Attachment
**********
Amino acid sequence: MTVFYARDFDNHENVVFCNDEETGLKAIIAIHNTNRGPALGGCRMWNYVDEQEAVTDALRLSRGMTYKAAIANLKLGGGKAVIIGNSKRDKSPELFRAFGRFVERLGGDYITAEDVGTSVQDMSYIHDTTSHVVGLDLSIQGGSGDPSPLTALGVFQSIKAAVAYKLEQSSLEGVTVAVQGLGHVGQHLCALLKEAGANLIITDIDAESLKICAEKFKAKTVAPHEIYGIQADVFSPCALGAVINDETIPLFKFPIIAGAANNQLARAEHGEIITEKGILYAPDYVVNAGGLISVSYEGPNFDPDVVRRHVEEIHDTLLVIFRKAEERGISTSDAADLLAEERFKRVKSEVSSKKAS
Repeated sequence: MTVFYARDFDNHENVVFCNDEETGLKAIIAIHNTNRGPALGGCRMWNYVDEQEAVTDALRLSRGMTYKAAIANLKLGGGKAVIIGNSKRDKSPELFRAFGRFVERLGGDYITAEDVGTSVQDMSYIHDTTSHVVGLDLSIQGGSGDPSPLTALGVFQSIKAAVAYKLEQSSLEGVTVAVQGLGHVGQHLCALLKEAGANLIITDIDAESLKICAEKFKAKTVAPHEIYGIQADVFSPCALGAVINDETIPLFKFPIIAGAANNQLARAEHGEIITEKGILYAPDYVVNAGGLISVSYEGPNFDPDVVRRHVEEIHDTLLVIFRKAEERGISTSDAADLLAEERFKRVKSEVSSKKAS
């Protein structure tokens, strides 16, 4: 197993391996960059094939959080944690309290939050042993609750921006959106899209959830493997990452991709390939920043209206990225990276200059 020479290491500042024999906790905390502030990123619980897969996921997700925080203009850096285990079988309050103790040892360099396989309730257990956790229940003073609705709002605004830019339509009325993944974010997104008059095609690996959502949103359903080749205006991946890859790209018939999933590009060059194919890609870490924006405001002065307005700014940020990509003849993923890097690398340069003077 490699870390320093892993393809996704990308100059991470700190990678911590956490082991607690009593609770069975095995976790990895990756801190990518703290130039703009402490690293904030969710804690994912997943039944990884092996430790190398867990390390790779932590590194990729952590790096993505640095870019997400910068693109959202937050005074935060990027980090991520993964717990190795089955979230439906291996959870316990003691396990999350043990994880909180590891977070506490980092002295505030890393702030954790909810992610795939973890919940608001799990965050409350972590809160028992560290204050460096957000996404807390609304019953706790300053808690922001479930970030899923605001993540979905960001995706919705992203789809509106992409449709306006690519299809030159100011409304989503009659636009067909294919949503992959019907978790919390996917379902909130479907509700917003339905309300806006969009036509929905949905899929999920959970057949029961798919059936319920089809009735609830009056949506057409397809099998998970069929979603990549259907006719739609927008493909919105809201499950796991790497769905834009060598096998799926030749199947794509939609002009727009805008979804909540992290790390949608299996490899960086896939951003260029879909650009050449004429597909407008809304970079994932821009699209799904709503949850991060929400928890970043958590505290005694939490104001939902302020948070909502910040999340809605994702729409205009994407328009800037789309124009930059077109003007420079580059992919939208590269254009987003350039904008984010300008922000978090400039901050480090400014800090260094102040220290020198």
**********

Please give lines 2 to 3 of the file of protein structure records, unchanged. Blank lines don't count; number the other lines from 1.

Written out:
Repeated sequence: MTVFYARDFDNHENVVFCNDEETGLKAIIAIHNTNRGPALGGCRMWNYVDEQEAVTDALRLSRGMTYKAAIANLKLGGGKAVIIGNSKRDKSPELFRAFGRFVERLGGDYITAEDVGTSVQDMSYIHDTTSHVVGLDLSIQGGSGDPSPLTALGVFQSIKAAVAYKLEQSSLEGVTVAVQGLGHVGQHLCALLKEAGANLIITDIDAESLKICAEKFKAKTVAPHEIYGIQADVFSPCALGAVINDETIPLFKFPIIAGAANNQLARAEHGEIITEKGILYAPDYVVNAGGLISVSYEGPNFDPDVVRRHVEEIHDTLLVIFRKAEERGISTSDAADLLAEERFKRVKSEVSSKKAS
């Protein structure tokens, strides 16, 4: 197993391996960059094939959080944690309290939050042993609750921006959106899209959830493997990452991709390939920043209206990225990276200059 020479290491500042024999906790905390502030990123619980897969996921997700925080203009850096285990079988309050103790040892360099396989309730257990956790229940003073609705709002605004830019339509009325993944974010997104008059095609690996959502949103359903080749205006991946890859790209018939999933590009060059194919890609870490924006405001002065307005700014940020990509003849993923890097690398340069003077 490699870390320093892993393809996704990308100059991470700190990678911590956490082991607690009593609770069975095995976790990895990756801190990518703290130039703009402490690293904030969710804690994912997943039944990884092996430790190398867990390390790779932590590194990729952590790096993505640095870019997400910068693109959202937050005074935060990027980090991520993964717990190795089955979230439906291996959870316990003691396990999350043990994880909180590891977070506490980092002295505030890393702030954790909810992610795939973890919940608001799990965050409350972590809160028992560290204050460096957000996404807390609304019953706790300053808690922001479930970030899923605001993540979905960001995706919705992203789809509106992409449709306006690519299809030159100011409304989503009659636009067909294919949503992959019907978790919390996917379902909130479907509700917003339905309300806006969009036509929905949905899929999920959970057949029961798919059936319920089809009735609830009056949506057409397809099998998970069929979603990549259907006719739609927008493909919105809201499950796991790497769905834009060598096998799926030749199947794509939609002009727009805008979804909540992290790390949608299996490899960086896939951003260029879909650009050449004429597909407008809304970079994932821009699209799904709503949850991060929400928890970043958590505290005694939490104001939902302020948070909502910040999340809605994702729409205009994407328009800037789309124009930059077109003007420079580059992919939208590269254009987003350039904008984010300008922000978090400039901050480090400014800090260094102040220290020198």